Today’s Tip: Be ready for emergencies or disasters
September is National Preparedness Month and the Federal Emergency Management Agency and the U.S. Department of Homeland Security urge you to take a few minutes to think about what you would need in an emergency. Whether the emergency is a prolonged power outage due to a snowstorm, a gas main explosion or some other natural or man-made disaster, being prepared can help you and your family remain safe.
These agencies recommend everyone take these three steps:
1. Create an emergency supply kit,
2. Make a family emergency plan, and
3. Learn about weather emergencies that could occur in your area.
Create an emergency supply kit
Ready America encourages everyone to have enough basic supplies on hand to survive for at least three days during an emergency. Here are their suggestions for the items every household should have on hand:
- Water (one gallon of water per person per day for at least three days)
- Non-perishable food (at least a three-day supply)
- Radio (battery-powered or hand crank)
- NOAA Weather Radio with tone alert
- Extra batteries
- First aid kit
- Personal care items (toilet paper, moist towelettes, soap, towels, toothbrush, toothpaste, etc.) as well as garbage bags and plastic ties for personal sanitation
- Wrench or pliers to turn off utilities
- Can opener (if kit contains canned food)
- Whistle to signal for help
- Dust mask to help filter contaminated air, and plastic sheeting and duct tape to shelter-in-place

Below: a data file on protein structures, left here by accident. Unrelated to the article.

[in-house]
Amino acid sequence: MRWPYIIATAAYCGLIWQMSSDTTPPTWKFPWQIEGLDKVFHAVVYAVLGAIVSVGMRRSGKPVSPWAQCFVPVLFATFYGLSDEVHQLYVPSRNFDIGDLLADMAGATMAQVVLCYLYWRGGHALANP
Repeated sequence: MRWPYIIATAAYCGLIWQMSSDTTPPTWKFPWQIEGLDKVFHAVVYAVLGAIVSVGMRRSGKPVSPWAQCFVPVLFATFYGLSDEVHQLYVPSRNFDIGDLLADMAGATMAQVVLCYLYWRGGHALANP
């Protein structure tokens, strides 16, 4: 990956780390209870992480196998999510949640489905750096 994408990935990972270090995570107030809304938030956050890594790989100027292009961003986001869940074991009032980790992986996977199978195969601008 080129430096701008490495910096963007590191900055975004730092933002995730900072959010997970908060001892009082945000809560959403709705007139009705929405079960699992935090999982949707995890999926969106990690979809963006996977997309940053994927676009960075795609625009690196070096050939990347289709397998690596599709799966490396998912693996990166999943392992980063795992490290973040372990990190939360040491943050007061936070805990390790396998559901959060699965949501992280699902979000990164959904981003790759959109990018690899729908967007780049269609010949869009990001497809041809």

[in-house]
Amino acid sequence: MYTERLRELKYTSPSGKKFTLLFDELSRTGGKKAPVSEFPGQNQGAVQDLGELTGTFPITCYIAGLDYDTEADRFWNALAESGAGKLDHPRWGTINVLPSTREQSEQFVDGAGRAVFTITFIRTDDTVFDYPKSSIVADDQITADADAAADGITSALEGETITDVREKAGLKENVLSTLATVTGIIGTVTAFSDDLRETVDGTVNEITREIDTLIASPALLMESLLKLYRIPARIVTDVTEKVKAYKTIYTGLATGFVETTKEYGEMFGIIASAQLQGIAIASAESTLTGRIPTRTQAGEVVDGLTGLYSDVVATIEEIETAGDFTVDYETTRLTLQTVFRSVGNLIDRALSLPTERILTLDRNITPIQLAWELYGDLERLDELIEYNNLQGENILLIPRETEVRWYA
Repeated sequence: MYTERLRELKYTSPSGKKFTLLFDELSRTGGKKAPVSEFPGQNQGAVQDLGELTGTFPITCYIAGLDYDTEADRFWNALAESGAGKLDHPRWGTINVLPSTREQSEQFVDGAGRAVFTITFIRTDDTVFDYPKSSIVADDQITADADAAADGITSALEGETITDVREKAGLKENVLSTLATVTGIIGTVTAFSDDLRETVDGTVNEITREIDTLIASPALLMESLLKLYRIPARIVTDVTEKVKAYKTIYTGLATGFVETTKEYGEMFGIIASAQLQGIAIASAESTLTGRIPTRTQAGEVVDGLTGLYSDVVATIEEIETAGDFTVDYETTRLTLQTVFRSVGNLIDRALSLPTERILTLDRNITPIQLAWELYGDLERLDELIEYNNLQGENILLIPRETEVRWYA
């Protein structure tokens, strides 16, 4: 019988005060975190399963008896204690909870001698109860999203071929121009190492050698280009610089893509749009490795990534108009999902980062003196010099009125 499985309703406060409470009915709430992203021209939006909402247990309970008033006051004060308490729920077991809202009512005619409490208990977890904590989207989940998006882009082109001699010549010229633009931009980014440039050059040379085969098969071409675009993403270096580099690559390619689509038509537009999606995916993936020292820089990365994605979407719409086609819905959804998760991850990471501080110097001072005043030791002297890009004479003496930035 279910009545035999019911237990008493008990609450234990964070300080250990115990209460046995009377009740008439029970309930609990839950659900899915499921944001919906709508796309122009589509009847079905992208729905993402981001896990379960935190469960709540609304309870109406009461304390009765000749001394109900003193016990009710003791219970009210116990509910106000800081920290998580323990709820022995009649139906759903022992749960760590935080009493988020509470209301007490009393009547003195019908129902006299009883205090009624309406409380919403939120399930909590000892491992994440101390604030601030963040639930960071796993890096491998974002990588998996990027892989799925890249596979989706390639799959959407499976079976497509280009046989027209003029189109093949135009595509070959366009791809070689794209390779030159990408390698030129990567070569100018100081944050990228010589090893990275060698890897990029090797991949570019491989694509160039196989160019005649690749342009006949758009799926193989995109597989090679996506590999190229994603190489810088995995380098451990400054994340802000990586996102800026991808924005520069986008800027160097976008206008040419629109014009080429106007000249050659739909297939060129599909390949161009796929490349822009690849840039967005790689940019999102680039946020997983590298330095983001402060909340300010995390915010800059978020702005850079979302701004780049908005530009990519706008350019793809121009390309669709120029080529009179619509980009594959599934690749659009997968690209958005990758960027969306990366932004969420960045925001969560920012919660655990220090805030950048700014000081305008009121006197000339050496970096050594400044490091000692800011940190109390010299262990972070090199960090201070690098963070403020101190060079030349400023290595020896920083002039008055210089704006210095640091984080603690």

- Cell phone with chargers
- List of key phone numbers (insurance agent, doctor, etc.)
- Copies of important family documents (insurance policies, identification and bank account records) in a waterproof, portable container. Create an inventory of your personal possessions for insurance purposes.
- Sleeping bag or warm bedding for each person in the household.
- Complete change of clothing suitable for the season
- Fire extinguisher
- Matches in a waterproof container
- Mess kits, paper cups, plates and plastic utensils, paper towels
- Paper and pencil
- Cards, games, books or other items to help you pass the time
- Depending on your household, you may also wish to add prescription medications, infant formula and diapers, and/or pet food and extra water
- Household chlorine bleach and medicine dropper. (When diluted nine parts water to one part bleach, bleach can be used as a disinfectant. Or in an emergency, you can use it to treat water by using 16 drops of regular household liquid bleach per gallon of water. Do not use scented or color-safe bleach or bleaches with added cleaners.)
Make a family emergency plan
Your family may not be together when disaster strikes, so take some time to talk about how you will contact one another and how you will get back together. Here are some things to consider:
- Identify an out-of town contact. It may be easier to make a long-distance phone call than to call across town, so an out-of-town contact may be in a better position to communicate among separated family members.
- Be sure every member of your family knows the phone number of someone to call in the event of an emergency. If you have a cell phone, program that person as "ICE" (In Case of Emergency) in your phone. If you are in an accident, emergency personnel will often check your ICE listings to reach someone you know. Make sure to tell your family and friends that you’ve listed them as emergency contacts.
- Teach family members how to use text messaging. Text messages can often get around network disruptions when a phone call might not be able to get through.
- Subscribe to alert services. Many communities now have systems that will send instant text alerts or e-mails to let you know about bad weather, road closings, local emergencies, etc.
Learn about emergencies
Learn about the potential emergencies that could impact you. For more information about emergency preparedness steps, visit the Ready Campaign website at www.ready.gov.
Published Sep. 26, 2012